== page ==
The Hollywood Ties To Grace Kelly's Stunning Wedding Dress

Today, royalty is nothing if not partial to tradition. For example, during King Charles III's coronation, there was a great deal of symbolism in Queen Camilla's gown, such as the flower emblems on her cuffs representing the United Kingdom's four nations. Meghan Markel's bridal veil also had a floral motif highlighting the countries of the Commonwealth.

It stands to reason when Hollywood star Grace Kelly became official royalty by marrying Prince Rainier III of Monaco in 1956, much thought was put into her dress. But we love that the glamorous icon featured connections to a title all her own — the darling of the Golden Age of film — even if it meant bucking tradition. Instead of covering her iconic gown in Monaco's national flower, carnations, she paid homage to Hollywood. The result was a stunning bridal ensemble that is still one of the most celebrated wedding looks of the 20th century, even inspiring current royalty like Kate Middleton, Princess of Wales.

Kelly knew that her gown needed to be fit for a princess while representing her personality. A woman who was at the height of her career and had worked hard to get there, Kelly must have known that her wedding would be one of the most significant events of the decade. And indeed, it was viewed by over 30 million people. So what's a starlet to do, other than hire an Academy Award-winning costume designer to fashion her a dress that would be trend-setting and infinitely timeless?

A fabulous farewell gift

Grace Kelly became engaged to the prince in December 1955, and they announced the news in January 1956. The question on everyone's mind wasn't "When is the wedding?" Rather, it was "What would the bride wear?" Though some assumed Kelly's friend, designer Edith Head, would be bestowed with the honor, the job went to Helen Rose. The Academy Award-winning costume designer had prior connections with the princess-to-be, working with her on "The Swan," "High Society," and two other films. Although Rose designed the dress in a conservative style, the time, effort, and labor put into creating it was anything but, as it likely required more than thirty seamstresses to complete.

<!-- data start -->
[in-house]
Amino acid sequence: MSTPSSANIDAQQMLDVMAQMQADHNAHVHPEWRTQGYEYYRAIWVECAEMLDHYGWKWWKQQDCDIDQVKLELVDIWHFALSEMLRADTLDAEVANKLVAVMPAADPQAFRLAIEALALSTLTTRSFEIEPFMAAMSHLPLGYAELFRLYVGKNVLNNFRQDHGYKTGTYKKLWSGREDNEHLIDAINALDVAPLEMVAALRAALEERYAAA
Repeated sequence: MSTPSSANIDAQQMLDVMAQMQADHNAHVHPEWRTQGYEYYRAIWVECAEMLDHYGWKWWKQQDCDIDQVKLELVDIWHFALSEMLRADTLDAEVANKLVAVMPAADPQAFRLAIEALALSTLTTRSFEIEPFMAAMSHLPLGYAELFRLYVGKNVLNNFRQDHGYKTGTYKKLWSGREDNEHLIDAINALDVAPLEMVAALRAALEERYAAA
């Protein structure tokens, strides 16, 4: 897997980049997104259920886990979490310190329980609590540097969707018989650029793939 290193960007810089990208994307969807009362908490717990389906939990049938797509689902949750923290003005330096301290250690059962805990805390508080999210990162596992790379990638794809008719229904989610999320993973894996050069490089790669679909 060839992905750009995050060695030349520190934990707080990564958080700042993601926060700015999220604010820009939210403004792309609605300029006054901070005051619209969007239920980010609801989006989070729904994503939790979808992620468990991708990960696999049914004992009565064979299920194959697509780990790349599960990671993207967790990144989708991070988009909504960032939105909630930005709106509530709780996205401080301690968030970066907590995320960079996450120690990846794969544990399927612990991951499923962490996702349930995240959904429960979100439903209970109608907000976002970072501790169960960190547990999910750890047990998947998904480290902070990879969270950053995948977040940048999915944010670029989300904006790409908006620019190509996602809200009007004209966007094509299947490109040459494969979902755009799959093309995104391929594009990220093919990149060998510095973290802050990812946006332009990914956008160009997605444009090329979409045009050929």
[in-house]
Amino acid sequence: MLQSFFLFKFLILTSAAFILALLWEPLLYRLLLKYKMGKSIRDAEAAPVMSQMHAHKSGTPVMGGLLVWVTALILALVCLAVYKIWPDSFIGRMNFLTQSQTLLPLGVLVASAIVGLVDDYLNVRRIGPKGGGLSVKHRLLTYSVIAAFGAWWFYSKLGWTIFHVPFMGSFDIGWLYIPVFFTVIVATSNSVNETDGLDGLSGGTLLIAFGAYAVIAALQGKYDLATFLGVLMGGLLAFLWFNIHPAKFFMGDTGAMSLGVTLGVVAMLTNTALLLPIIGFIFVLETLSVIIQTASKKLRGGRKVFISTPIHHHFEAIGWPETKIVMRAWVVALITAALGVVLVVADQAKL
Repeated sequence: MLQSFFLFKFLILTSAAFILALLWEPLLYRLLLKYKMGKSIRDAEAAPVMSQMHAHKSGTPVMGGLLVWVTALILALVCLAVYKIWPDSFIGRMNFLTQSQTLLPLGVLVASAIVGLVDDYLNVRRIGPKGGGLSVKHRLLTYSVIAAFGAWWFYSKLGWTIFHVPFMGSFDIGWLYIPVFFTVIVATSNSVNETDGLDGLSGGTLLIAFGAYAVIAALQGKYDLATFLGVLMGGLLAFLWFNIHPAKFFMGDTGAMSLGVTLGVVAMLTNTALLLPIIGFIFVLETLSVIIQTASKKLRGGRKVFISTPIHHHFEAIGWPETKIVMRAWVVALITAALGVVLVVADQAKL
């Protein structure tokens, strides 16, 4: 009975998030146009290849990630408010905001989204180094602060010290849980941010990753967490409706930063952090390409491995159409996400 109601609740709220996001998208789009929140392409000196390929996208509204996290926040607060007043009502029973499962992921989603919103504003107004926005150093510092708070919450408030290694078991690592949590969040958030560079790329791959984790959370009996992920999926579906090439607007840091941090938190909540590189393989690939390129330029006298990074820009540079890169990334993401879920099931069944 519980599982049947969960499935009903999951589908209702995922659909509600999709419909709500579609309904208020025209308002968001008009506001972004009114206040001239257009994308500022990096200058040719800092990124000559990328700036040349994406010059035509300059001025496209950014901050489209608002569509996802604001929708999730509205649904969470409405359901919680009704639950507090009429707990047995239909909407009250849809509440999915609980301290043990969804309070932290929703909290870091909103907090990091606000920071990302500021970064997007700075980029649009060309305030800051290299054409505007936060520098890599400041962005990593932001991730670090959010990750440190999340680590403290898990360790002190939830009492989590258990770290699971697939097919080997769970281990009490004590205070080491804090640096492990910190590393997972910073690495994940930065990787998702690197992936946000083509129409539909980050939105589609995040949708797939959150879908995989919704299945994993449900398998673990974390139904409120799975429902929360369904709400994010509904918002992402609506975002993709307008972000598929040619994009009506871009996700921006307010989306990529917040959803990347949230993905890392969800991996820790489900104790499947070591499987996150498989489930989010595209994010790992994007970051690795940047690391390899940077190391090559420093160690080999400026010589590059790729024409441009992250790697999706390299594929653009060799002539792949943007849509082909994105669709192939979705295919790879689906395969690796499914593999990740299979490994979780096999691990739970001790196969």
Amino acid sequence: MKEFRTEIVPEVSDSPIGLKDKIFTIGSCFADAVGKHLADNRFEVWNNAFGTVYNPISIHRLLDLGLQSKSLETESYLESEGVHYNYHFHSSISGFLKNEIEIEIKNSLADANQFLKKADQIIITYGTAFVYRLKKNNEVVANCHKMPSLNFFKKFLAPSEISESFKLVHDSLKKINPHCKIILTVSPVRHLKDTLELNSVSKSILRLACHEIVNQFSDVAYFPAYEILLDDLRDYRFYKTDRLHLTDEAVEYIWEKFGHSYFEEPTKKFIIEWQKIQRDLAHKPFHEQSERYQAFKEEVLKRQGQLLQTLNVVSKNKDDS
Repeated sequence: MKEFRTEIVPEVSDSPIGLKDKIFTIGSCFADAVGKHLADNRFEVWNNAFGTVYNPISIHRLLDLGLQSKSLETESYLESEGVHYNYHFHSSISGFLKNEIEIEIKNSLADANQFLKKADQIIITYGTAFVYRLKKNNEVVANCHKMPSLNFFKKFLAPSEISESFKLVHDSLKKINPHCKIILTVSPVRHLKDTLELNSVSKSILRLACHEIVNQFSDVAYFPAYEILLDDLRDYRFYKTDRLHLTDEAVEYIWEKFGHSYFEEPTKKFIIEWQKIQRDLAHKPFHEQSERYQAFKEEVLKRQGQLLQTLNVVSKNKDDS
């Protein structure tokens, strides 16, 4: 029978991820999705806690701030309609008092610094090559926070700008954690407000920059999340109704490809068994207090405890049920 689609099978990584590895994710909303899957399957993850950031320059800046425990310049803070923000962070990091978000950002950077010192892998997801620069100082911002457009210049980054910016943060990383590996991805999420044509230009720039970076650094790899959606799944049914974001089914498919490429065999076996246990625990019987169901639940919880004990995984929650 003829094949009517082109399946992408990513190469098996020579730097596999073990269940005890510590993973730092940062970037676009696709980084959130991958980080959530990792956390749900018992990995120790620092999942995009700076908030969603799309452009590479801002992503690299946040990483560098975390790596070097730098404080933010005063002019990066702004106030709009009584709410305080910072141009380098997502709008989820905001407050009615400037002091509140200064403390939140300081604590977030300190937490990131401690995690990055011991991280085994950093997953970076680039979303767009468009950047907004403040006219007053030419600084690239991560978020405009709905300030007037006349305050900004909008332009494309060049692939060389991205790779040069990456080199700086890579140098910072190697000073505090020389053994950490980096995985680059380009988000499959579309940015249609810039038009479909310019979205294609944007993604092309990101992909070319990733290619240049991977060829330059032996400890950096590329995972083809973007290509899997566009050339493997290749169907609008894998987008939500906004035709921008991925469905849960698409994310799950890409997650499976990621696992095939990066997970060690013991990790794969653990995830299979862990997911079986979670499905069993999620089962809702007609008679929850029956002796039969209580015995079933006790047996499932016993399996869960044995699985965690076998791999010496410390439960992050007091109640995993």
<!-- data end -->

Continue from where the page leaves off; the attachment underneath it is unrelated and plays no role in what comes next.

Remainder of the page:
Several separate pieces composed the gown, including its high neckline, voluminous skirt, and demure lace sleeves. Fortunately, the studio was prepared to handcraft the 400-plus yards of fabric into a beautiful bridal ensemble. Yes, the studio. Kelly's dress was a gift from her Hollywood bosses at Metro-Goldwyn-Mayer Studios, according to the Philadelphia Museum of Art. The studio executives footed the bill for the silk taffeta, 125-year-old Brussels lace, and hand-sewn pearl embellishments. In 1956, the iconic gown rang up at an estimated $65,200, which would be around $623,000 in 2021, via Insider. That easily earns it the title of one of the most costly royal wedding dresses of all time.

A true style icon

Grace Kelly would go down in history as a fashion icon, and her bridal accessories stayed true to her personal style. Instead of the traditional tiara that princesses are expected to wear on their wedding day, she opted for a Juliet cap made with pearls and lace. A gifted actor, Kelly was strategic with her wishes for the veil, making sure it was crafted so that the wedding guests and television viewers could always see her face. In another deviation from royal tradition, Kelly chose to carry a silk-and-pearl-decorated prayer book with a petite bunch of lilies of the valley instead of a full, ostentatious bouquet.

The final piece of Kelly's wedding day trousseau was her custom-made pumps. David Evins, a famous shoe designer for former first ladies and celebs alike, designed the shoes with a lace motif and seed pearls creating a rosette at the top of the toe. Then, he put on a few personal touches, including an inset copper penny for good luck, and an embossed "Grace Kelly" inside the shoe. The heels were only 2.5 inches high, so Kelly wouldn't be taller than her husband-to-be.

The retired actress wed her fairytale prince on April 18, 1956. She was no longer destined to only play royalty on screen but henceforth to be known as Princess Grace of Monaco. Kelly later donated her wedding attire, including the iconic gown and shoes, to the Philadelphia Museum of Art.